Seattle Humane’s mission of serving pets in need of shelter and respite was constrained by its small, 1960s-era facility. The organization sought to build a new animal shelter that would increase the number of pets it served while providing a base of operations for their community outreach and educational programs. At 57,000 SF, their new facility does just that, providing shelter for 165 cats and 170 dogs, a 35% increase in capacity. This allows Seattle Humane to take in more pets from high-kill shelters and provides an opportunity to place more pets with adoptive families.
To limit disruptions to operations and programming of this vital community nonprofit, the new building was constructed adjacent to the existing facility on the same site, allowing the shelter to remain open throughout construction.
The site includes a steep slope, which was addressed by creating a three-story facility that uses the grade change to its advantage. Visitors enter the shelter by crossing a pedestrian bridge to the main level, which houses a public adoption center, pet supply store, and the cat colony, where felines up for adoption are available to greet visitors. Downstairs is the shelter’s dog housing, with outdoor access to play yards and dog runs. Beyond the dog housing is staff access for animal intake. The facility’s upper floor houses offices for staff and a large, flexible education space for public events and outreach.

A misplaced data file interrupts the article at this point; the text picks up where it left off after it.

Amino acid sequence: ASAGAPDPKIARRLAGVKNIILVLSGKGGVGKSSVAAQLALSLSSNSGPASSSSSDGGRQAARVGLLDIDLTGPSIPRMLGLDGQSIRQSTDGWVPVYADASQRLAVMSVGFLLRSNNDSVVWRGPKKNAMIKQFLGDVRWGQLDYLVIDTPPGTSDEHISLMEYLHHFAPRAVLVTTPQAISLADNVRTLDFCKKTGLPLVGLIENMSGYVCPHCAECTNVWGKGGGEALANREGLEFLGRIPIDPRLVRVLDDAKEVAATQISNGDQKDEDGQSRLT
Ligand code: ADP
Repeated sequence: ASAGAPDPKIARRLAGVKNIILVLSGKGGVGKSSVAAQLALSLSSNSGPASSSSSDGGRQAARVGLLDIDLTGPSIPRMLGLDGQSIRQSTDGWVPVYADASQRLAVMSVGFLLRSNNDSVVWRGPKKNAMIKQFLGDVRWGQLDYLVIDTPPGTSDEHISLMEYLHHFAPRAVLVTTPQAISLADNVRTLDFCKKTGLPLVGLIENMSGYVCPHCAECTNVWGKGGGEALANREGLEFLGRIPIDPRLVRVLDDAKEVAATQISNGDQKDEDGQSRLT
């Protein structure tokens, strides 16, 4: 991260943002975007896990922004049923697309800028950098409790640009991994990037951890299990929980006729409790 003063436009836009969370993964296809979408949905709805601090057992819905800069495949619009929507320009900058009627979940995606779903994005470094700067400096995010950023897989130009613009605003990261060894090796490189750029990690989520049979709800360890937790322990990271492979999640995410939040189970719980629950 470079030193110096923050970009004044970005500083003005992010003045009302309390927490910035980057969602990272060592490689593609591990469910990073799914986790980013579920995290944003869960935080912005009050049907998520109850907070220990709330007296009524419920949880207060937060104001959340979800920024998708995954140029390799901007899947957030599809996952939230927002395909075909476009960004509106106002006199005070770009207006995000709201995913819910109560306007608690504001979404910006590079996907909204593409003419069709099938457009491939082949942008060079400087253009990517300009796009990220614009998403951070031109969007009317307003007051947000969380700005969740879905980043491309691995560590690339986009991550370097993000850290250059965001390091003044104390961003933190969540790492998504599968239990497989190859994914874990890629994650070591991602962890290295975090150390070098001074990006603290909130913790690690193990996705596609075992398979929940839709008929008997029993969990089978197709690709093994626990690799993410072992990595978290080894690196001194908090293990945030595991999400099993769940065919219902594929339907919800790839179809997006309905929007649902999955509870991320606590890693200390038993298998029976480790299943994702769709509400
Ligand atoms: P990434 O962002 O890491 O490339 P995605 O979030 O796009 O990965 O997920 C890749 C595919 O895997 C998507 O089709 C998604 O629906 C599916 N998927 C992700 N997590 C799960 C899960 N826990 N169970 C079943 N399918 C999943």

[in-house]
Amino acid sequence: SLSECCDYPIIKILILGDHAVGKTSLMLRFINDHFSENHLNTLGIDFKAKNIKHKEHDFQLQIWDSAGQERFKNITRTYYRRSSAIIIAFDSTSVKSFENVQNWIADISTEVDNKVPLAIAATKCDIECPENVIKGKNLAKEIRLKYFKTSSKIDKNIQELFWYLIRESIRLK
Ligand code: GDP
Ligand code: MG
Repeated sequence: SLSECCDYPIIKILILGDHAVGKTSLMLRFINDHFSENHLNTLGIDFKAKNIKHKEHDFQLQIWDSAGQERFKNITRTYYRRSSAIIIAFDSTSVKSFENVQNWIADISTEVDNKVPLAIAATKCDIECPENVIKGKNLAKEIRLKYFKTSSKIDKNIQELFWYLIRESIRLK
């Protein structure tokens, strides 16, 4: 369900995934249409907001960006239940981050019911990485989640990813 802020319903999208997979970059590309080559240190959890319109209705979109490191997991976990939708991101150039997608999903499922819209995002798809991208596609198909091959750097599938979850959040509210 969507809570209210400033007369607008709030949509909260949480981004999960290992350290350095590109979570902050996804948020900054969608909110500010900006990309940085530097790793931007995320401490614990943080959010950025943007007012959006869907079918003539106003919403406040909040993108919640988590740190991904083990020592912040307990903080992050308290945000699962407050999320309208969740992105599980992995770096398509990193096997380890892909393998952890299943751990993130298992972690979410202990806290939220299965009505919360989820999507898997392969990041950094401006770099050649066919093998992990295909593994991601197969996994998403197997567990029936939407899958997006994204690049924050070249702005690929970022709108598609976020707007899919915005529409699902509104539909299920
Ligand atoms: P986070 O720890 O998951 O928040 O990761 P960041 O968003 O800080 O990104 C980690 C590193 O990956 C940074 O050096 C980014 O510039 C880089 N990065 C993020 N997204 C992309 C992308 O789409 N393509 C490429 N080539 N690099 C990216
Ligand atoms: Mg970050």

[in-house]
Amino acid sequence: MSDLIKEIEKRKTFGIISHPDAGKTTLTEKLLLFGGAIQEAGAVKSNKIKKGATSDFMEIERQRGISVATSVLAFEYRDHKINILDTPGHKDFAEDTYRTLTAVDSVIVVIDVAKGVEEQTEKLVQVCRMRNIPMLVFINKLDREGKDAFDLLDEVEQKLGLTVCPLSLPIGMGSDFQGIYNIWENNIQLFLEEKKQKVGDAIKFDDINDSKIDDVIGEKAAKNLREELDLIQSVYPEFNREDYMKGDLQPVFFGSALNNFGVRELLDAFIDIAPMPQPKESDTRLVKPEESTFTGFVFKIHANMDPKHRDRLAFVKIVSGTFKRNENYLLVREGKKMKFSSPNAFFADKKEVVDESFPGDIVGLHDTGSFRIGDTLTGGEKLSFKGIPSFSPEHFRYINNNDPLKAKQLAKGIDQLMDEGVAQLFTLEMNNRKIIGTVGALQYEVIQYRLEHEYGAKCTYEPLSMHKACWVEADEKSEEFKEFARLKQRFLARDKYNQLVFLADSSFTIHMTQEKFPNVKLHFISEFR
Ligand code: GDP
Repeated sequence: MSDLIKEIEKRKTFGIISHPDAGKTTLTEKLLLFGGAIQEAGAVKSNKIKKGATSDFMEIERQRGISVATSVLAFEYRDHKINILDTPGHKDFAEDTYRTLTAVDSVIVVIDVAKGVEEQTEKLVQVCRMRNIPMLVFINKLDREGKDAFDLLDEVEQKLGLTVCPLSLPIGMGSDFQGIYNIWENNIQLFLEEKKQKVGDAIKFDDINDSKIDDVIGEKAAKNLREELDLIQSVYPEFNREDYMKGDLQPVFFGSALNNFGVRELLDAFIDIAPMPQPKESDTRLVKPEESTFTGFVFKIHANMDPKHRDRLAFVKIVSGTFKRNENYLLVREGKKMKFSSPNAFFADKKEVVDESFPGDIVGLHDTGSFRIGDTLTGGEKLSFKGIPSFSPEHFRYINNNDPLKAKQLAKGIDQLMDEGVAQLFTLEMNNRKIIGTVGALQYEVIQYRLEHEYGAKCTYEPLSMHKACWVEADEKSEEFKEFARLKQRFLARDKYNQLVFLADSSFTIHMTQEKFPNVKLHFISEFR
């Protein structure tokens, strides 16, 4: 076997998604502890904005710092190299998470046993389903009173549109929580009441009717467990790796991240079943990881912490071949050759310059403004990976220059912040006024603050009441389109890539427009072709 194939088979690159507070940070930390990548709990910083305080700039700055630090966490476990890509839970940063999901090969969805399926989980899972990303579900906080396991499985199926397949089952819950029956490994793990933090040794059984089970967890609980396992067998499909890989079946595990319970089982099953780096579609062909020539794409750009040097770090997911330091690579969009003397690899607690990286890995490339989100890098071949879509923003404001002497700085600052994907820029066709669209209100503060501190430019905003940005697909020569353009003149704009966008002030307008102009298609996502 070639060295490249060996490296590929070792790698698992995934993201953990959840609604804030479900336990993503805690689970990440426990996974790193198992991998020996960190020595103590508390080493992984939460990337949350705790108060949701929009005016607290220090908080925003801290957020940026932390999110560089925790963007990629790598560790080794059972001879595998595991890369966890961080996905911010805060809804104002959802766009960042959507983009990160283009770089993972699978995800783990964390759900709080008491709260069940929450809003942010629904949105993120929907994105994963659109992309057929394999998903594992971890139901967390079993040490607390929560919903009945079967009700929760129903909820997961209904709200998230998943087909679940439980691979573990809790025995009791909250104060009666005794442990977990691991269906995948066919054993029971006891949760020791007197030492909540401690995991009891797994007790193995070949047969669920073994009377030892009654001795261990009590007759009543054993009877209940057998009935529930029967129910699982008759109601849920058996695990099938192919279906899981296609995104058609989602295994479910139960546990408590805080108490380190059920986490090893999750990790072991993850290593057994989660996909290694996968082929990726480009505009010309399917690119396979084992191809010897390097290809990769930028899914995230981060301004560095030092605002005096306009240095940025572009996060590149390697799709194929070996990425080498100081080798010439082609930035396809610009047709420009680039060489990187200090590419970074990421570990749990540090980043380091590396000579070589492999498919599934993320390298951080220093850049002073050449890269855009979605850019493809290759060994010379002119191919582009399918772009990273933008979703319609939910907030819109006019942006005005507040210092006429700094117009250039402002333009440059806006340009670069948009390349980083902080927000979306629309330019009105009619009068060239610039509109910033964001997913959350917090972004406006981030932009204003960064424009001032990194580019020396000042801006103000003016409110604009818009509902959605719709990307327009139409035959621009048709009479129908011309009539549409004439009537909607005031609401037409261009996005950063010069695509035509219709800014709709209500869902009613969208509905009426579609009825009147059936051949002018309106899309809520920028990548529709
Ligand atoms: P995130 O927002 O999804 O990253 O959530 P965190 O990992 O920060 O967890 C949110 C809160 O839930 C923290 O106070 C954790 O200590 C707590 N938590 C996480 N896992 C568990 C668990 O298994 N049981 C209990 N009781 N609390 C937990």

By housing different species and program types on separate floors, the Seattle Humane shelter reduces stress for the animals housed there. Working with an acoustical engineer, the building’s design contains noises and prevents sound from traveling betweenthe floors. The individual kennels are also designed in such a way as to allow privacy for the animals, something that can make a shelter stay much less stressful for dogs and cats.
The new Seattle Humane shelter also houses a veterinary hospital in conjunction with the Washington State University veterinary school. Accessed through a separate entrance on the main floor, this partnership provides a working teaching hospital for students and allows for state-of-the-art care for shelter animals. The shelter also houses an animal food bank that serves homebound community members through delivery options.